Following this argument, the lawsuit claims the new rule violated the Administrative Procedure Act because the rule is “not in accordance with law,” is “in excess of statutory jurisdiction, authority, or limitations,” and is “arbitrary, capricious, and an abuse of discretion.” Specifically, the rule violates the Spending Clause of the U.S. Constitution, the First, Fifth, Tenth, and Fourteenth Amendments, and the Religious Freedom Restoration Act.
O’Connor, the judge who issued the stay, also issued a preliminary injunction in August preventing the administration from implementing its efforts to ensure transgender people would be able to use the restroom or changing room of their choice, under a similar interpretation of “sex” in Title IX of the Education Amendments of 1972. While transgender activists claim this is about ensuring equal treatment, this policy has allowed voyeurs to sneak into women’s restrooms at Target stores.
When O’Connor issued the stay, his action did not just help the five states behind this particular lawsuit. Last month, the Catholic Benefits Association (CBA) and the Catholic Diocese of Fargo, North Dakota filed a lawsuit to challenge the same rule.
In the press release announcing the lawsuit, CBA cited Pope Francis’ teachings on abortion and transgenderism, explaining why Roman Catholics cannot accept transgender ideology. Any “gender theory” stating that gender is mutable or fluid “does not recognize the order of creation,” CBA quoted Francis, who spoke those words in 2015. In October of last year, the pontiff denounced transgenderism as “a global war against the family.”
While transgender activists are right to demand that doctors and hospitals not turn patients away because of their gender identity, the Catholic doctors and businesses represented by CBA are not challenging this part of the rule. “Catholic hospitals provide compassionate care to everyone, regardless of status,” CBA CEO Douglas Wilson explained in a statement. “Patients experiencing gender dysphoria deserve no less.”
The real problem rears its head when the HHS mandates that doctors and health coverage treat transgender surgery as a good or necessary medical practice. “The prime ethic of any healthcare provider is to do no harm,” Wilson noted, but he argued that “these regulations do the opposite.” By forcing doctors and employers to perform or cover transgender surgery as “health care,” the rule forces them to violate their consciences — and do physical harm to the natural sexual organs involved.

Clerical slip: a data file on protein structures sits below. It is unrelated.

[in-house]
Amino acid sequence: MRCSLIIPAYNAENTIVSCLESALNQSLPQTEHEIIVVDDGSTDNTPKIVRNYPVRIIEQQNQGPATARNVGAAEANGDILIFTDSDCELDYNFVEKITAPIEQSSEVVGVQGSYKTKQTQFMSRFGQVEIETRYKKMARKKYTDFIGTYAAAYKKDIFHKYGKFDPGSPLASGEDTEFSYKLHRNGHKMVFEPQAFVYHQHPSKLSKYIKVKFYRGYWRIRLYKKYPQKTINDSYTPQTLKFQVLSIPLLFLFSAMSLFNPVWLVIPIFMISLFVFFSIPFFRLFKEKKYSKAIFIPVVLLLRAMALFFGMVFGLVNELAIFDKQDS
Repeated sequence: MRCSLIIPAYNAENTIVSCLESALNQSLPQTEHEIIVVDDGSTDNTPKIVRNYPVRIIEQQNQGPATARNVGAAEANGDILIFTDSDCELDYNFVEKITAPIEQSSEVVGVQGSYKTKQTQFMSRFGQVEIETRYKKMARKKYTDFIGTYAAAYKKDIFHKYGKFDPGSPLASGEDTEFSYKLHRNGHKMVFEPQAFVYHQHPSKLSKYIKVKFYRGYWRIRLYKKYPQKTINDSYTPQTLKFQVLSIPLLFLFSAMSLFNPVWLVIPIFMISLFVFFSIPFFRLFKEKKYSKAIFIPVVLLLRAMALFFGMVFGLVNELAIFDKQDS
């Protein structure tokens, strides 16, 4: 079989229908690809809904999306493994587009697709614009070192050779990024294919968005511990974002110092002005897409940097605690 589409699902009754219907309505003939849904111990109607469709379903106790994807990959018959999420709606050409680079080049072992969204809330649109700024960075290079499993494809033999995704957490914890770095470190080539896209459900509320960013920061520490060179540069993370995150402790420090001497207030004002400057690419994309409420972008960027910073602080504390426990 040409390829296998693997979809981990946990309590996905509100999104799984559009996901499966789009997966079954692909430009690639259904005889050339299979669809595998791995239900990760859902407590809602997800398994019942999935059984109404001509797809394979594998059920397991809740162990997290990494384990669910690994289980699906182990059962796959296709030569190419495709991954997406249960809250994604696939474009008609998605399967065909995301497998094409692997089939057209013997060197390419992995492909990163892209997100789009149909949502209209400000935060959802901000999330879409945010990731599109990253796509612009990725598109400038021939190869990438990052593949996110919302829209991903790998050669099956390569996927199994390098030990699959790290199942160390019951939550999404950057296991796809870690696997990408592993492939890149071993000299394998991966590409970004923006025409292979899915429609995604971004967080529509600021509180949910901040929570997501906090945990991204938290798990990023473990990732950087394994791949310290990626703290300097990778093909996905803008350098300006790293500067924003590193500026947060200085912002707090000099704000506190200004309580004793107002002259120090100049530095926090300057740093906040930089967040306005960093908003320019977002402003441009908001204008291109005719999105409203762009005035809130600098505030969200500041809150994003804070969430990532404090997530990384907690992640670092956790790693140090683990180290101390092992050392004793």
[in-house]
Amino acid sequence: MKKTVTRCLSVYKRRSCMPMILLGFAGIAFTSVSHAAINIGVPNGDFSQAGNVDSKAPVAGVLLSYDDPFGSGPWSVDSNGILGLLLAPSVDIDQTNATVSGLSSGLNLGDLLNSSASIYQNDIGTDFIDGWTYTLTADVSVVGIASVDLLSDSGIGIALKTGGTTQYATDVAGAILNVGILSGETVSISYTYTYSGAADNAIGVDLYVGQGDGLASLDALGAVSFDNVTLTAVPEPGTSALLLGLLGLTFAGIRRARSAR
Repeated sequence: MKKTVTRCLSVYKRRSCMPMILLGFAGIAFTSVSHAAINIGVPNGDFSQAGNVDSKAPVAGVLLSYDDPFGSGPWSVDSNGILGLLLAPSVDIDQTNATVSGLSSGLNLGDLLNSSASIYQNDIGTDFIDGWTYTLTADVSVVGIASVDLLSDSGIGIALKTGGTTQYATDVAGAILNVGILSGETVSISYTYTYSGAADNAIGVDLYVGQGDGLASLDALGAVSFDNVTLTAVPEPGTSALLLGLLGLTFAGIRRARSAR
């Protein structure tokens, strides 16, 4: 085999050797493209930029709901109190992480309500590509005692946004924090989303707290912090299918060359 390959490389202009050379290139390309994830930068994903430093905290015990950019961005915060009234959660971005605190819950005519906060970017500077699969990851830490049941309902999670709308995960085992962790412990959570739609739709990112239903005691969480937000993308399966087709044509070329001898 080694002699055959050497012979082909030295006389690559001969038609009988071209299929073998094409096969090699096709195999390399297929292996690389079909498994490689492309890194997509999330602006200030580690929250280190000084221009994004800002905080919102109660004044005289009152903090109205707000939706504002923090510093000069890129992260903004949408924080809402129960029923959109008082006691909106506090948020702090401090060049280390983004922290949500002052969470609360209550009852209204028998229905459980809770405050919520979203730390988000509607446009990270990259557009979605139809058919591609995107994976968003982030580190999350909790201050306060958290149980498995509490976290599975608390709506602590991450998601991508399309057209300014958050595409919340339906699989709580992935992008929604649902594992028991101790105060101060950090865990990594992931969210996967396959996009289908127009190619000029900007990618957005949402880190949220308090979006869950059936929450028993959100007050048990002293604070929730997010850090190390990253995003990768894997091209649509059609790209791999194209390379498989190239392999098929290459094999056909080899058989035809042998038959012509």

Christians in general oppose transgenderism because the idea of a man born in a woman’s body or a woman born in a man’s body is, on its face, a denial of Genesis 1, when God created humans male and female and pronounced His creation “very good.”
While there is room in the doctrine of the Fall for Christians to acknowledge that sin has perverted human nature and therefore allowed people to develop misconceptions of gender and the desire to change genders, the right pastoral response is to help people recognize the good of their birth gender, rather than to encourage amputation of healthy sex organs in an attempt to change their nature.
Especially on an issue which is new and developing, and very controversial among the scientific community, the Obama administration should not force one view on doctors and religious organizations who might very well disagree. O’Connor’s stay is helpful, as it might provide time for Americans to discuss these issues and arrive at some understanding of one another, as opposed to a top-down fiat forcing one particular view with no room for disagreement.
With any luck, the Trump administration might at least carve out religious exemptions for such rules. Transgender people should not be denied health care by any means, but mandating transgender surgery is a step too far. Let’s hope the next administration can understand that.